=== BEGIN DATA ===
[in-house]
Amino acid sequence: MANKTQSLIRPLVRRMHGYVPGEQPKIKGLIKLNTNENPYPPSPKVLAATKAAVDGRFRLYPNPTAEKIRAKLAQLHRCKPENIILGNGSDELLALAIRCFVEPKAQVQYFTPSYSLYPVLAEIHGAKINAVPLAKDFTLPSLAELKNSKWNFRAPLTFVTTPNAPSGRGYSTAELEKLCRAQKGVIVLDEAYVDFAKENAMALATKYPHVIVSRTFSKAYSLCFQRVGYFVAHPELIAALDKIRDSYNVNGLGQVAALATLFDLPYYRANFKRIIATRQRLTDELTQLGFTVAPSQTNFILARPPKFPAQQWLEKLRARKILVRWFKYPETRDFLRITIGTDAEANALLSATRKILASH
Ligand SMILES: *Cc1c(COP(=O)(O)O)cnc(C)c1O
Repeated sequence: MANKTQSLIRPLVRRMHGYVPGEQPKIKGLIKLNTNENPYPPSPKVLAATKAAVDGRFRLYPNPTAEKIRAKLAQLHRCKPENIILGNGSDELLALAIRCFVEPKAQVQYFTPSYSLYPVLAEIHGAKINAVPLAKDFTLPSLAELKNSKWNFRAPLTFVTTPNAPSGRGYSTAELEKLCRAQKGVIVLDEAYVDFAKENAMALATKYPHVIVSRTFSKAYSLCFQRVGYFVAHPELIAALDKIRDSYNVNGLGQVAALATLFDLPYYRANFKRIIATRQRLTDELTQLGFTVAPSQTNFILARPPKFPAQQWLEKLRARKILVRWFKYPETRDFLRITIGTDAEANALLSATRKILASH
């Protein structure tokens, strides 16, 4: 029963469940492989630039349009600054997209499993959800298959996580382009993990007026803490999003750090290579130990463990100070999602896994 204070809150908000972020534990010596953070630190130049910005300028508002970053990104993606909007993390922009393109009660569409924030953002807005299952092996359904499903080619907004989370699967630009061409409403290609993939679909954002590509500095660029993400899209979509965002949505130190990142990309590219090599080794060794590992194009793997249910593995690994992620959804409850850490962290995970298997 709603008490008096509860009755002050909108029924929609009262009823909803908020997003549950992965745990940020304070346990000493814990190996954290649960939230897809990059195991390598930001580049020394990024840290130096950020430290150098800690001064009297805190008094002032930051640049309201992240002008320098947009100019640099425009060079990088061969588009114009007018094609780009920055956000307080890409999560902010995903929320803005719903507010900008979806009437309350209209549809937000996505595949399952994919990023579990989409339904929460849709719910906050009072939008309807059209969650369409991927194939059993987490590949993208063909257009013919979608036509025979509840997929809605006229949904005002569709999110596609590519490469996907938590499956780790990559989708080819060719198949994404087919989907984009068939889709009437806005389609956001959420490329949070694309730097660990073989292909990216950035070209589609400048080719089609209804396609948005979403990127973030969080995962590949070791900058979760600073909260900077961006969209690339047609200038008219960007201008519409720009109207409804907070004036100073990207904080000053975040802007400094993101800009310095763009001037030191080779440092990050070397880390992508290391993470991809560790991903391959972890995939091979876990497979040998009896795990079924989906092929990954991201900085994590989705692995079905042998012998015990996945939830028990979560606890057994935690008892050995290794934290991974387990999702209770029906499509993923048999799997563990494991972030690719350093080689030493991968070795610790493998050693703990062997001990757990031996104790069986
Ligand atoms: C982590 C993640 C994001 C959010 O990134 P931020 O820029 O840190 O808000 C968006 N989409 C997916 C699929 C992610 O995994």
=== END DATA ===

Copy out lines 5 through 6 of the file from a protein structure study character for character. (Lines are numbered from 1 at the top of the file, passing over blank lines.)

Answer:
């Protein structure tokens, strides 16, 4: 029963469940492989630039349009600054997209499993959800298959996580382009993990007026803490999003750090290579130990463990100070999602896994 204070809150908000972020534990010596953070630190130049910005300028508002970053990104993606909007993390922009393109009660569409924030953002807005299952092996359904499903080619907004989370699967630009061409409403290609993939679909954002590509500095660029993400899209979509965002949505130190990142990309590219090599080794060794590992194009793997249910593995690994992620959804409850850490962290995970298997 709603008490008096509860009755002050909108029924929609009262009823909803908020997003549950992965745990940020304070346990000493814990190996954290649960939230897809990059195991390598930001580049020394990024840290130096950020430290150098800690001064009297805190008094002032930051640049309201992240002008320098947009100019640099425009060079990088061969588009114009007018094609780009920055956000307080890409999560902010995903929320803005719903507010900008979806009437309350209209549809937000996505595949399952994919990023579990989409339904929460849709719910906050009072939008309807059209969650369409991927194939059993987490590949993208063909257009013919979608036509025979509840997929809605006229949904005002569709999110596609590519490469996907938590499956780790990559989708080819060719198949994404087919989907984009068939889709009437806005389609956001959420490329949070694309730097660990073989292909990216950035070209589609400048080719089609209804396609948005979403990127973030969080995962590949070791900058979760600073909260900077961006969209690339047609200038008219960007201008519409720009109207409804907070004036100073990207904080000053975040802007400094993101800009310095763009001037030191080779440092990050070397880390992508290391993470991809560790991903391959972890995939091979876990497979040998009896795990079924989906092929990954991201900085994590989705692995079905042998012998015990996945939830028990979560606890057994935690008892050995290794934290991974387990999702209770029906499509993923048999799997563990494991972030690719350093080689030493991968070795610790493998050693703990062997001990757990031996104790069986
Ligand atoms: C982590 C993640 C994001 C959010 O990134 P931020 O820029 O840190 O808000 C968006 N989409 C997916 C699929 C992610 O995994």